Guidance » College Planning

College Planning

The college application process encompasses your entire high school career. Transcript, standardized test scores, extracurricular activities. Make sure you have researched schools, and identified your best-fit colleges.
College Application:
You will most likely complete your college apps online, either through the Common Application or on a school's website. The Common App makes it easy to apply to multiple schools with just one form, but each college will have different requirements for essays and test scores. Read the application instructions for the colleges of your choice carefully.
You will be asked to list basic information about yourself, your school, and your family, as well as your GPA, standardized test scores, extracurricular activities, and any awards you earned in high school. Some schools may ask you to submit a high school resume. If you start to fill out an application and realize you need more information you will be able to save an in-progress application and return to it before submitting.
Application Fee:
Usually $30–$60.
Many schools offer fee waivers for applying online, by a certain date, or a student's circumstances.
High School Transcript:(need a transcript-- see Kelli)
You will need to request official transcripts from your high school for each college where you're applying.
Most colleges require that transcripts be mailed directly from the high school.
Some colleges require you to collect your transcript in a sealed envelope and submit it with any other paper application materials or submitted electronically. Senior year grades still count!
SAT and ACT Score Reports:
When you take the SAT, ACT you can request that a score report be sent directly to your prospective colleges.
  • Confirm the test policy at every college on your list.  A school may consider:
  • all test scores from all dates
  • your highest overall score from a single test date
  • your superscore, in which case you'll submit all your scores and the admissions committee will consider only the highest score on each section
  • test scores may be completely optional
Letters of Recommendation:
Most colleges require two or three letters of recommendation from high school teachers or school counselors.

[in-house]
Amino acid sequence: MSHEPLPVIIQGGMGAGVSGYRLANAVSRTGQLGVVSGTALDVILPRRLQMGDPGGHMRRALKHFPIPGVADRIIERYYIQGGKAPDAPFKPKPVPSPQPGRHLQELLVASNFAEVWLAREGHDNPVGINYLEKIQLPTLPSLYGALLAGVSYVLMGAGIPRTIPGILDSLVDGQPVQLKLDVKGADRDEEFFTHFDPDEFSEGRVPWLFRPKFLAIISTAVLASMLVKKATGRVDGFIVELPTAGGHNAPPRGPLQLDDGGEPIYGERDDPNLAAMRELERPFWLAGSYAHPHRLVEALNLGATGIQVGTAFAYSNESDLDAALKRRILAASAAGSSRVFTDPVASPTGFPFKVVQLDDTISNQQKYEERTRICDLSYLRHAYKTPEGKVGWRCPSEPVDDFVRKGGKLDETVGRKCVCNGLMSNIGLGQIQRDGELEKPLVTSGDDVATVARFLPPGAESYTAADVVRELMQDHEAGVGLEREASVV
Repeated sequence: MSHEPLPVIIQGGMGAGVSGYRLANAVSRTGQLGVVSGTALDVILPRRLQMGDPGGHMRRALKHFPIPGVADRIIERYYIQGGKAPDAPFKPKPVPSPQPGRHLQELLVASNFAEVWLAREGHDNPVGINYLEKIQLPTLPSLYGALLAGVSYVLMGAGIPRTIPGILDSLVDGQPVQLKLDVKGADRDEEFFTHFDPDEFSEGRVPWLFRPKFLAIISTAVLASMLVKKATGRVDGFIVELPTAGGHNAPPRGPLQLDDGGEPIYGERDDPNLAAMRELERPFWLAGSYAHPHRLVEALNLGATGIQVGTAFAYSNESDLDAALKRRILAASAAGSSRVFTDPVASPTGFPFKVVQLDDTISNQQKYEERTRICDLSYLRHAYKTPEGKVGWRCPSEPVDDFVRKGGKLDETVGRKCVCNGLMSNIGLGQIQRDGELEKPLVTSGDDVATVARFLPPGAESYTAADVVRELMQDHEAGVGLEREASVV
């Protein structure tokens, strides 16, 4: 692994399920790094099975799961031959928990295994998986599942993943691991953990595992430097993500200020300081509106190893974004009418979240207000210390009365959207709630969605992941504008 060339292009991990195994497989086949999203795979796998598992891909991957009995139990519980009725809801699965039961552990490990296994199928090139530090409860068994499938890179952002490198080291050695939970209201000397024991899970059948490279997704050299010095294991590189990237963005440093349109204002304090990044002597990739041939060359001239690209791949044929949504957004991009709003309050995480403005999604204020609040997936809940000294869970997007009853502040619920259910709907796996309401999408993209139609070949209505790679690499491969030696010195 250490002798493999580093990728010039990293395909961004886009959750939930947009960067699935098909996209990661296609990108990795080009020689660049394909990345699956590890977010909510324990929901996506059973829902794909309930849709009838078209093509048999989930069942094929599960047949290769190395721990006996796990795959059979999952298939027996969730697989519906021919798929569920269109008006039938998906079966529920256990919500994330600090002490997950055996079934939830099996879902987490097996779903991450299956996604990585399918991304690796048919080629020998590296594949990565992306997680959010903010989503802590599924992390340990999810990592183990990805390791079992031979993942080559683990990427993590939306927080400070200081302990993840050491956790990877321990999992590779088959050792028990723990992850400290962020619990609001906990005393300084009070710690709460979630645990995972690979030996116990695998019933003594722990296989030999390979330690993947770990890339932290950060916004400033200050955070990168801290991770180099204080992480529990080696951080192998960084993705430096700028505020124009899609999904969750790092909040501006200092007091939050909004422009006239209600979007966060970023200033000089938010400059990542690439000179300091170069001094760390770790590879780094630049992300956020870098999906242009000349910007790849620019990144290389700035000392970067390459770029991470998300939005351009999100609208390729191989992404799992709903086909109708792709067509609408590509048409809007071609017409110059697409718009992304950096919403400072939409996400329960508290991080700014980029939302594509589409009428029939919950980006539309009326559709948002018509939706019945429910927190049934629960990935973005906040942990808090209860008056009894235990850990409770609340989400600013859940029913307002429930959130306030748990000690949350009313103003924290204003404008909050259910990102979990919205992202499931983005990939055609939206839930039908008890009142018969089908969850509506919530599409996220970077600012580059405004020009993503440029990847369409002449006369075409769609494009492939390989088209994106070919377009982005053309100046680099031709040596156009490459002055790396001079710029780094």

Pick someone who knows you well and can speak to your strengths.
Some schools may ask for one recommendation to be from someone who can speak to your character over your academic work, like an employer or family friend.
Request your recommendations—politely—about two months prior to the application deadline.
Give your recommenders all of the information they need to complete the recommendation, whether it's a website with login information or stamped envelopes with hard copy forms.     
Complete the recommendation letter form. ( They more they know about you the easier it will be to complete a letter)
Don't forget to say thank you!
Personal Statement:
Your college essay will probably be the most time-consuming part of your application—start early.
Use your essay as an opportunity to tell admissions counselors what makes you unique and what you can bring to a given campus community.
The essay guidelines will be provided in the application along with length (usually 300 to 500 words).
Ask a teacher, counselor or parent for feedback on your drafts.
Revise, proofread, and repeat!
Financial Aid:
Be aware that applying for admission and applying for financial aid are two separate processes.
Complete and submit your FAFSA as soon after October 1 as possible
Check every school's financial aid policies—some will require additional forms
Check with the school and know the deadlines for submitting forms.
Research student loan options thoroughly before borrowing.
Common App:
The Common Application is a college application shared by its member colleges. Member colleges then accept this application from prospective students.
So what does this mean for you? Instead of filling out an individual application for each school, all you have to do is fill out the Common Application once and send it to whichever colleges you want to apply to that accept it.
However, this doesn’t mean you can apply to dozens of colleges with the click of a button. Many colleges have additional supplements you have to submit. These are forms with additional questions and sometimes an extra essay.
Filling out the Common Application itself is free, but students may have to pay to submit the application to schools. These fees can vary from $25 to nearly $100 per school, but fee waivers are readily available to those with financial need through the National Association for College Admission Counseling.


A Bachelor of Arts degree offers students a broader education in their major. Students are required to take a variety of liberal art subjects such as humanities, literature, history, social sciences, communications, and a foreign language. Students can select from a diverse list of courses that fulfill each liberal arts requirement. This allows students to actively mold their education to their interests. A BA degree provides a more diverse education in a particular major, therefore, a BA degree generally requires less credits than a BS degree.

Bachelor of Arts degrees are commonly offered in fields like English, art, music, modern languages and communication.






A Bachelor of Science degree offers students a more specialized education in their major. Generally, a BS degree requires more credits than a BA degree because a BS degree is more focused in the specific major. Students are required to focus on studying their major at a more in-depth level. Students have fewer chances to take classes outside of their major. A BS degree is generally offered in technical and scientific topics like engineering, technology, mathematics, computer science, nursing, and biochemistry. Although a BS degree is generally offered in scientific degrees, many schools offer BS degrees in specialized fields.